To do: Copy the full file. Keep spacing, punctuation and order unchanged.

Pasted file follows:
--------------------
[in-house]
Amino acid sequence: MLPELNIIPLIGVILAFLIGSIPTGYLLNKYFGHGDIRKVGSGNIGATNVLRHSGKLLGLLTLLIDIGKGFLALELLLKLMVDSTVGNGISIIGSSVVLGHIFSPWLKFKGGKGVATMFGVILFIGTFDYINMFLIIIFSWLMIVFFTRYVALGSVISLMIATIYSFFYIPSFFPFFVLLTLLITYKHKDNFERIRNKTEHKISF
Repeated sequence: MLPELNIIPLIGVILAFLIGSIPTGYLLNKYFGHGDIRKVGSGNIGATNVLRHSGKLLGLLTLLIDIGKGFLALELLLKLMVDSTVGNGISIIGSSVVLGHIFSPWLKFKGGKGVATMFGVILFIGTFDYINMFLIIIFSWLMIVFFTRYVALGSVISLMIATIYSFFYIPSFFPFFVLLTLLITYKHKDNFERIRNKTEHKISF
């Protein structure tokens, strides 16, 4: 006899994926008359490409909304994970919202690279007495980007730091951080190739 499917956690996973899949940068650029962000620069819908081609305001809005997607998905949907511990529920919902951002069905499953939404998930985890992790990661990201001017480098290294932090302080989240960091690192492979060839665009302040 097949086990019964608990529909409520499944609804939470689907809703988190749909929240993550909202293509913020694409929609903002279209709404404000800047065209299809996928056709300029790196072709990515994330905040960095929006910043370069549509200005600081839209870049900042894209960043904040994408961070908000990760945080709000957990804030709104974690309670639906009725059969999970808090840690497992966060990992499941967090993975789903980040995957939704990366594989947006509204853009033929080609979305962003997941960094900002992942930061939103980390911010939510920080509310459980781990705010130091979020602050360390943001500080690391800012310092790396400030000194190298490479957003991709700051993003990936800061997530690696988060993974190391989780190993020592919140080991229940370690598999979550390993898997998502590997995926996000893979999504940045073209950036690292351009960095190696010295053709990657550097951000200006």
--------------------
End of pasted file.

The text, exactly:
[in-house]
Amino acid sequence: MLPELNIIPLIGVILAFLIGSIPTGYLLNKYFGHGDIRKVGSGNIGATNVLRHSGKLLGLLTLLIDIGKGFLALELLLKLMVDSTVGNGISIIGSSVVLGHIFSPWLKFKGGKGVATMFGVILFIGTFDYINMFLIIIFSWLMIVFFTRYVALGSVISLMIATIYSFFYIPSFFPFFVLLTLLITYKHKDNFERIRNKTEHKISF
Repeated sequence: MLPELNIIPLIGVILAFLIGSIPTGYLLNKYFGHGDIRKVGSGNIGATNVLRHSGKLLGLLTLLIDIGKGFLALELLLKLMVDSTVGNGISIIGSSVVLGHIFSPWLKFKGGKGVATMFGVILFIGTFDYINMFLIIIFSWLMIVFFTRYVALGSVISLMIATIYSFFYIPSFFPFFVLLTLLITYKHKDNFERIRNKTEHKISF
């Protein structure tokens, strides 16, 4: 006899994926008359490409909304994970919202690279007495980007730091951080190739 499917956690996973899949940068650029962000620069819908081609305001809005997607998905949907511990529920919902951002069905499953939404998930985890992790990661990201001017480098290294932090302080989240960091690192492979060839665009302040 097949086990019964608990529909409520499944609804939470689907809703988190749909929240993550909202293509913020694409929609903002279209709404404000800047065209299809996928056709300029790196072709990515994330905040960095929006910043370069549509200005600081839209870049900042894209960043904040994408961070908000990760945080709000957990804030709104974690309670639906009725059969999970808090840690497992966060990992499941967090993975789903980040995957939704990366594989947006509204853009033929080609979305962003997941960094900002992942930061939103980390911010939510920080509310459980781990705010130091979020602050360390943001500080690391800012310092790396400030000194190298490479957003991709700051993003990936800061997530690696988060993974190391989780190993020592919140080991229940370690598999979550390993898997998502590997995926996000893979999504940045073209950036690292351009960095190696010295053709990657550097951000200006």